There’s a reason they make television shows about courtroom drama, but rarely does the actual courtroom live up to Law and Order or Judge Judy. On Monday, however, it was a little of both during the testimony of Cecilia Chang, the former St. John’s University dean accused of stealing $1 million from the school and making foreign students into her personal servants. The testimony, which Chang gave against the advice of her lawyers, “careened so far out of her control that the courtroom often trembled with laughter and prosecutors who were not involved in the case flocked to the courtroom to catch a glimpse,” the Times reported. Here are the highlights:
- On lying to FBI agents: “Her excuse for lying to an FBI agent about overseas bank accounts? She was drunk as a skunk the day he interviewed her.” [NYDN]
- On charging Victoria’s Secret purchases, gambling costs, and online dating bills to the University because she felt she was owed money for personal expenses she had laid out over the years: “I realize it’s not the proper way to do it,” Dr. Chang said. “But it’s the only way.” [NYT]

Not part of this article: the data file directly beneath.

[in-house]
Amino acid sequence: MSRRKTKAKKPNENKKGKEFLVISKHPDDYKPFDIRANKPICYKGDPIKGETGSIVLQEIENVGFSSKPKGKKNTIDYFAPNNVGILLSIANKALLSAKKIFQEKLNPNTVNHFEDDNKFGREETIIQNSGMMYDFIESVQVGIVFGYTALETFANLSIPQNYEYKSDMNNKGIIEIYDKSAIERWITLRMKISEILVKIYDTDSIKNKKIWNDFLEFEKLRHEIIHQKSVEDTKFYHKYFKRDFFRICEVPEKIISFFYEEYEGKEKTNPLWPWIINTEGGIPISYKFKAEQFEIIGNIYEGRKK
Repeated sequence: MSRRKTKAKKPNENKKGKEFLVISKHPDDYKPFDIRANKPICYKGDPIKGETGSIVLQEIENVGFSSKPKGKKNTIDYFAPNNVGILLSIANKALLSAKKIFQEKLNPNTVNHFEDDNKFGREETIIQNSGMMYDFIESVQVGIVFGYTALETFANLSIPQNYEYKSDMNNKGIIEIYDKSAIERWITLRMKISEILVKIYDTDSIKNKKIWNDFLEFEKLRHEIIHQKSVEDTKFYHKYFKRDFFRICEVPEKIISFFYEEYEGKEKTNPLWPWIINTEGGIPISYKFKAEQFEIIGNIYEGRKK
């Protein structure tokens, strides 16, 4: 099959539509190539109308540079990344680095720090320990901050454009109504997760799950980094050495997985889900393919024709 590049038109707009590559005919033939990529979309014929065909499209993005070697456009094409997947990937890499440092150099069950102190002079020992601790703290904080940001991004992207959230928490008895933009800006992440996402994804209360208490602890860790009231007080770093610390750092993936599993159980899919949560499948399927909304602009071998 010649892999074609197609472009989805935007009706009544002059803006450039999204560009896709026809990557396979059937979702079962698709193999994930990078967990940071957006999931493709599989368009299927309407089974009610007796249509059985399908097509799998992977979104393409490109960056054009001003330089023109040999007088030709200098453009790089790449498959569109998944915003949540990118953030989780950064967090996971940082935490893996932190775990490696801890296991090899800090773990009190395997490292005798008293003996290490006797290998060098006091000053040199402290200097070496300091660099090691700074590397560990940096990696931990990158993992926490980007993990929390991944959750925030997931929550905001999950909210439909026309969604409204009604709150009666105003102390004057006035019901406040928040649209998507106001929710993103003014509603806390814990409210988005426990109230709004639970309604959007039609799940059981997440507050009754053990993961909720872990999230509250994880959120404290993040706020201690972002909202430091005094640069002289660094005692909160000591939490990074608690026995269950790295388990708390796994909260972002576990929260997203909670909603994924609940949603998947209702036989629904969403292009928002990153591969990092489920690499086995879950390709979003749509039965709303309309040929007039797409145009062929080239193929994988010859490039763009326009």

- On the students whom she allegedly forced to wash her clothes, clean her house, and deliver cases of liquor to her near-permanent room at Foxwoods casino: “‘Always one or two students who couldn’t afford rent live in my house,’ she said from the stand. ‘They’re very close friends to me.’” [Bloomberg Businessweek]
- On how she spent her own money for the university: “She also said she passed $400,000 in cash to [University president Donald] Harrington over a decade ‘to help the poor’ and that he scored 40 to 50 custom-made suits from famed ‘Sam the Tailor’ in Hong Kong.” [NYDN]
- The judge, on her unsolicited testimony:
“I said yes or no, and you don’t be yelling at me,” Judge Johnson said. “You understand that?”
“I’m sorry,” she said.
“You’re going to be sorry,” he warned.
Update: In a tragic turn of events, Cecelia Chang committed suicide on Monday evening after her disastrous court testimony. As Felix Salmon noted: “Justice shouldn’t be some kind of bloodsport. She might have deserved a prison sentence, she didn’t deserve death.”